121 books about Books and reading and 6
start with H
Erin A. Smith Temple University Press, 2000 Library of Congress PS374.D4S65 2000 | Dewey Decimal 813.087209052
In the 1920s a distinctively American detective fiction emerged from the pages of pulp magazines. The “hard-boiled” stories published in Black Mask, Dime Detective, Detective Fiction Weekly, and Clues featured a new kind of hero and soon challenged the popularity of the British mysteries that held readers in thrall on both sides of the Atlantic. In Hard-Boiled Erin A. Smith examines the culture that produced and supported this form of detective story through the 1940s.
Relying on pulp magazine advertising, the memoirs of writers and publishers, Depression-era studies of adult reading habits, social and labor history, Smith offers an innovative account of how these popular stories were generated and read. She shows that although the work of pulp fiction authors like Dashiell Hammett, Raymond Chandler, and Erle Stanley Gardner have become “classics” of popular culture, the hard-boiled genre was dominated by hack writers paid by the word, not self-styled artists. Pulp magazine editors and writers emphasized a gritty realism in the new genre. Unlike the highly rational and respectable British protagonists (Miss Marple and Hercule Poirot, for instance), tough-talking American private eyes relied as much on their fists as their brains as they made their way through tangled plotlines.
Casting working-class readers of pulp fiction as “poachers,” Smith argues that they understood these stories as parables about Taylorism, work, and manhood; as guides to navigating consumer culture; as sites for managing anxieties about working women. Engaged in re-creating white, male privilege for the modern, heterosocial world, pulp detective fiction shaped readers into consumers by selling them what they wanted to hear – stories about manly artisan-heroes who resisted encroaching commodity culture and the female consumers who came with it. Commenting on the genre’s staying power, Smith considers contemporary detective fiction by women, minority, and gay and lesbian writers.
Cultural history on a grand scale, this immensely readable book—the summation of decades of study by one of the world's great scholars of the book—is the story of writing from its very beginnings to its recent transformations through technology.
Traversing four millennia, Martin offers a chronicle of writing as a cultural system, a means of communication, and a history of technologies. He shows how the written word originated, how it spread, and how it figured in the evolution of civilization. Using as his center the role of printing in making the written way of thinking dominant, Martin examines the interactions of individuals and cultures to produce new forms of "writing" in the many senses of authorship, language rendition, and script.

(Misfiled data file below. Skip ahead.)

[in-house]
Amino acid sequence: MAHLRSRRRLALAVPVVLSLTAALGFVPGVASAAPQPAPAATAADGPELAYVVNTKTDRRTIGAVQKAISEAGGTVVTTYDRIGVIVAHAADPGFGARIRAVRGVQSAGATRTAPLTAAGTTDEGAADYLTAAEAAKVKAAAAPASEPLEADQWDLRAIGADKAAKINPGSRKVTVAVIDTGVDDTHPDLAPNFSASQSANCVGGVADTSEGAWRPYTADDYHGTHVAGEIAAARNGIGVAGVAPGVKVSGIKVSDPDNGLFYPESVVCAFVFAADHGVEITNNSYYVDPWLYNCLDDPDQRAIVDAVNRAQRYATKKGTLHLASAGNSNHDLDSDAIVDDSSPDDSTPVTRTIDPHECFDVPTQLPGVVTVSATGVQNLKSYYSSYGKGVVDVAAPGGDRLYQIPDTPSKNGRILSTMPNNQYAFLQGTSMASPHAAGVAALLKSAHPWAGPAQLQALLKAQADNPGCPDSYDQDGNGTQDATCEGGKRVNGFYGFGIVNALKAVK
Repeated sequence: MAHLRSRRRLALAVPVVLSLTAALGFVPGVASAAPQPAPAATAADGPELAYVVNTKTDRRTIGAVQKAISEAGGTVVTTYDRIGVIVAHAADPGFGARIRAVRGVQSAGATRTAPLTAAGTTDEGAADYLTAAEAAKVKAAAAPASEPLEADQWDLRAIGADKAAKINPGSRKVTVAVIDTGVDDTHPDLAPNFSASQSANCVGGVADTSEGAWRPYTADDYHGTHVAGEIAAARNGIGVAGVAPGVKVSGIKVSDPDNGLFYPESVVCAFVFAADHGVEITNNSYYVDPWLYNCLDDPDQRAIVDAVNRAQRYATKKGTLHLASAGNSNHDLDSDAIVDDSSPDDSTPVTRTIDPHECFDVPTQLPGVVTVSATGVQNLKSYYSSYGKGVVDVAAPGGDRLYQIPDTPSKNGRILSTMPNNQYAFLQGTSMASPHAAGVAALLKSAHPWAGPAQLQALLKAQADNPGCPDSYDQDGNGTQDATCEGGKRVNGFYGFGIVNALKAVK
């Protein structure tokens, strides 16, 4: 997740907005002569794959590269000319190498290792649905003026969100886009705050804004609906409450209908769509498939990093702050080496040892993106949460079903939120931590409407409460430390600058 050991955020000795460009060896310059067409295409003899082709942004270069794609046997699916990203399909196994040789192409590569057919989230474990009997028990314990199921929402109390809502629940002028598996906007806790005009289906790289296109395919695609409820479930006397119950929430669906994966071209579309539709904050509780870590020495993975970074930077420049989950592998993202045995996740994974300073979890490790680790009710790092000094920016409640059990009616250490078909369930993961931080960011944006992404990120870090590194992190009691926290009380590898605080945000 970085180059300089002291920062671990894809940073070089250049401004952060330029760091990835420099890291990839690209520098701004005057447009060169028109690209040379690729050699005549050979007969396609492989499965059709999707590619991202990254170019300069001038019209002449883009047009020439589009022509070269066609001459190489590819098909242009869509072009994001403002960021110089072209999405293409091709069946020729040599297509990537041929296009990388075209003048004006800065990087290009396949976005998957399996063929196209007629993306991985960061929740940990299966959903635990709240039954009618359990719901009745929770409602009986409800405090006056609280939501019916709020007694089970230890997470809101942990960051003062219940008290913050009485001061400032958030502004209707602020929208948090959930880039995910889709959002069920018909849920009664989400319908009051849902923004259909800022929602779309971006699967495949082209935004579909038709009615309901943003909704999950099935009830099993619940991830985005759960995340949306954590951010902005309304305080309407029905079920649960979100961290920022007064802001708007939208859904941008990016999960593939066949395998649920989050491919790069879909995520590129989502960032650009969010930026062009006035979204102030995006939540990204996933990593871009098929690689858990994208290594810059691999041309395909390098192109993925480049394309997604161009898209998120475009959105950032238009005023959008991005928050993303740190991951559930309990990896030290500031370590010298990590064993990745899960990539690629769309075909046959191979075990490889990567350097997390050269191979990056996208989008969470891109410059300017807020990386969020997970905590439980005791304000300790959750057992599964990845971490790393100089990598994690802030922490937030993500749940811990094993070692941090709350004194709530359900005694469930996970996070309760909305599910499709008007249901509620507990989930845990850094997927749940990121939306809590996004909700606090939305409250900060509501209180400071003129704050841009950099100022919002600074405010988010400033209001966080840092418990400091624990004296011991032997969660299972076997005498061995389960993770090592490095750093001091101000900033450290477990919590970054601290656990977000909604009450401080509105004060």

Martin looks at how much the development of writing owed to practical necessity, and how much to religious and social systems of symbols. He describes the precursors to writing and reveals their place in early civilization as mnemonic devices in service of the spoken word. The tenacity of the oral tradition plays a surprisingly important part in this story, Martin notes, and even as late as the eighteenth century educated individuals were trained in classical rhetoric and preferred to rely on the arts of memory. Finally, Martin discusses the changes to writing wrought by the electronic revolution, offering invaluable insights into the influence these new technologies have had on children born into the computer age.
History of Reading
Steven Roger Fischer Reaktion Books, 2003 Library of Congress Z1003.F56 2003 | Dewey Decimal 028.909
Steven Roger Fischer’s fascinating book traces the complete story of reading from the time when symbol first became sign through to the electronic texts of the present day. Describing ancient forms of reading and the various modes that were necessary to read different writing systems and scripts, Fischer turns to Asia and the Americas and discusses the forms and developments of completely divergent dimensions of reading.
With the Middle Ages in Europe and the Middle East, innovative re-inventions of reading emerged – silent and liturgical reading; the custom of lectors; reading’s focus in general education – whereupon printing transformed society’s entire attitude to reading. Fischer charts the explosion of the book trade in this era, its increased audience and radically changed subject-matter; describes the emergence of broadsheets, newspapers and public readings; and traces the effect of new font designs on general legibility.